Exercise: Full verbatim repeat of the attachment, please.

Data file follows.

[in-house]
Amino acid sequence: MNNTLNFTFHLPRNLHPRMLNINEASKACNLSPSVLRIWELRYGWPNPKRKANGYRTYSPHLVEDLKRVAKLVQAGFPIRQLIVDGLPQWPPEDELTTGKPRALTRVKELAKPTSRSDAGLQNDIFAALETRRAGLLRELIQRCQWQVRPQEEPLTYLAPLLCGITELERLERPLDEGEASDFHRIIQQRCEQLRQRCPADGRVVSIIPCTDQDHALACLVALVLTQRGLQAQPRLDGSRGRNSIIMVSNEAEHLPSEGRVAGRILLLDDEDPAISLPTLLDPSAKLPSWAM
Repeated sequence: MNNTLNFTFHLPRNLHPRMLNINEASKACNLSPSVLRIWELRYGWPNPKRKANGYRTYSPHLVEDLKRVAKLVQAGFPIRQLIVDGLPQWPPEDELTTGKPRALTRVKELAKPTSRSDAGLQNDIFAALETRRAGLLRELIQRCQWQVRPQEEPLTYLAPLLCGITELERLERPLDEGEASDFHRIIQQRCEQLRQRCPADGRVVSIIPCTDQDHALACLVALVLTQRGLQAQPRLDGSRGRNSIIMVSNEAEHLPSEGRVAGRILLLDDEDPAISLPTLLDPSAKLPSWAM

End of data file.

[in-house]
Amino acid sequence: MNNTLNFTFHLPRNLHPRMLNINEASKACNLSPSVLRIWELRYGWPNPKRKANGYRTYSPHLVEDLKRVAKLVQAGFPIRQLIVDGLPQWPPEDELTTGKPRALTRVKELAKPTSRSDAGLQNDIFAALETRRAGLLRELIQRCQWQVRPQEEPLTYLAPLLCGITELERLERPLDEGEASDFHRIIQQRCEQLRQRCPADGRVVSIIPCTDQDHALACLVALVLTQRGLQAQPRLDGSRGRNSIIMVSNEAEHLPSEGRVAGRILLLDDEDPAISLPTLLDPSAKLPSWAM
Repeated sequence: MNNTLNFTFHLPRNLHPRMLNINEASKACNLSPSVLRIWELRYGWPNPKRKANGYRTYSPHLVEDLKRVAKLVQAGFPIRQLIVDGLPQWPPEDELTTGKPRALTRVKELAKPTSRSDAGLQNDIFAALETRRAGLLRELIQRCQWQVRPQEEPLTYLAPLLCGITELERLERPLDEGEASDFHRIIQQRCEQLRQRCPADGRVVSIIPCTDQDHALACLVALVLTQRGLQAQPRLDGSRGRNSIIMVSNEAEHLPSEGRVAGRILLLDDEDPAISLPTLLDPSAKLPSWAM